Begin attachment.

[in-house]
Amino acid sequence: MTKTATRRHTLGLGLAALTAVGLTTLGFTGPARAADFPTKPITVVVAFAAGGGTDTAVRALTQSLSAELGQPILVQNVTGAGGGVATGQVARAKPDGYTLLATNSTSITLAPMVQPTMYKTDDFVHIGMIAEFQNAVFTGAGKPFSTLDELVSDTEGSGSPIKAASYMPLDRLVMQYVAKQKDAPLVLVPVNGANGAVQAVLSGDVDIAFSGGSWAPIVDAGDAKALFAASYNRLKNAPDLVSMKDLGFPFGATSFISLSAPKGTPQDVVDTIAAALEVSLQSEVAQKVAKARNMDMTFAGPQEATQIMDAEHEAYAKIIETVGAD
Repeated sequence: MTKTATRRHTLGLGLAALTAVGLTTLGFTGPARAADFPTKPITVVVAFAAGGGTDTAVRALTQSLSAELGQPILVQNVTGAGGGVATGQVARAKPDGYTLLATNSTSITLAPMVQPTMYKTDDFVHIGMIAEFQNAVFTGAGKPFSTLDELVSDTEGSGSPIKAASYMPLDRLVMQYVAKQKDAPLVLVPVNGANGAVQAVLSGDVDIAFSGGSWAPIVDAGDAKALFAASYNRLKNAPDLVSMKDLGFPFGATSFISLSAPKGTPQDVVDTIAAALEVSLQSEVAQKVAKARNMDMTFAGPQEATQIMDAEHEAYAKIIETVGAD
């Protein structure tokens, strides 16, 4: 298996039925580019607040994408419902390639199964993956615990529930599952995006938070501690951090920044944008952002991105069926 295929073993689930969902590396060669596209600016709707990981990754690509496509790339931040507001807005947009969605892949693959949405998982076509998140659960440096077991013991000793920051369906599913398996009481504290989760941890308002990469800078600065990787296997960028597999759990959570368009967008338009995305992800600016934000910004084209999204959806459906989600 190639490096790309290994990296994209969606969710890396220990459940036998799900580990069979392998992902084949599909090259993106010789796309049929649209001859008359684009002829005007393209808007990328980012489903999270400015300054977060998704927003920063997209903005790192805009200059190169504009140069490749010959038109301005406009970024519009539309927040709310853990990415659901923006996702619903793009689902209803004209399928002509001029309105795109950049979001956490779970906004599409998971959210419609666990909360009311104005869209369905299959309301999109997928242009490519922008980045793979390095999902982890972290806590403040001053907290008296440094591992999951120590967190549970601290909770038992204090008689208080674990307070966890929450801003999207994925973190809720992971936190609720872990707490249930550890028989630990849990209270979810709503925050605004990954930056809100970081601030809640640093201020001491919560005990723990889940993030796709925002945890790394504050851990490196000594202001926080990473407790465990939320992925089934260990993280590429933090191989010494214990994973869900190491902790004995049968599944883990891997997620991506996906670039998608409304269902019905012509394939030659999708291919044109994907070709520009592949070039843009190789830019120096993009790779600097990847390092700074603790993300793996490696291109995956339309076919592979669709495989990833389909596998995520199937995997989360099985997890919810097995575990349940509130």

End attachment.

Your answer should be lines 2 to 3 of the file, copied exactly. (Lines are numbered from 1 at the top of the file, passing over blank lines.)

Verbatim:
Amino acid sequence: MTKTATRRHTLGLGLAALTAVGLTTLGFTGPARAADFPTKPITVVVAFAAGGGTDTAVRALTQSLSAELGQPILVQNVTGAGGGVATGQVARAKPDGYTLLATNSTSITLAPMVQPTMYKTDDFVHIGMIAEFQNAVFTGAGKPFSTLDELVSDTEGSGSPIKAASYMPLDRLVMQYVAKQKDAPLVLVPVNGANGAVQAVLSGDVDIAFSGGSWAPIVDAGDAKALFAASYNRLKNAPDLVSMKDLGFPFGATSFISLSAPKGTPQDVVDTIAAALEVSLQSEVAQKVAKARNMDMTFAGPQEATQIMDAEHEAYAKIIETVGAD
Repeated sequence: MTKTATRRHTLGLGLAALTAVGLTTLGFTGPARAADFPTKPITVVVAFAAGGGTDTAVRALTQSLSAELGQPILVQNVTGAGGGVATGQVARAKPDGYTLLATNSTSITLAPMVQPTMYKTDDFVHIGMIAEFQNAVFTGAGKPFSTLDELVSDTEGSGSPIKAASYMPLDRLVMQYVAKQKDAPLVLVPVNGANGAVQAVLSGDVDIAFSGGSWAPIVDAGDAKALFAASYNRLKNAPDLVSMKDLGFPFGATSFISLSAPKGTPQDVVDTIAAALEVSLQSEVAQKVAKARNMDMTFAGPQEATQIMDAEHEAYAKIIETVGAD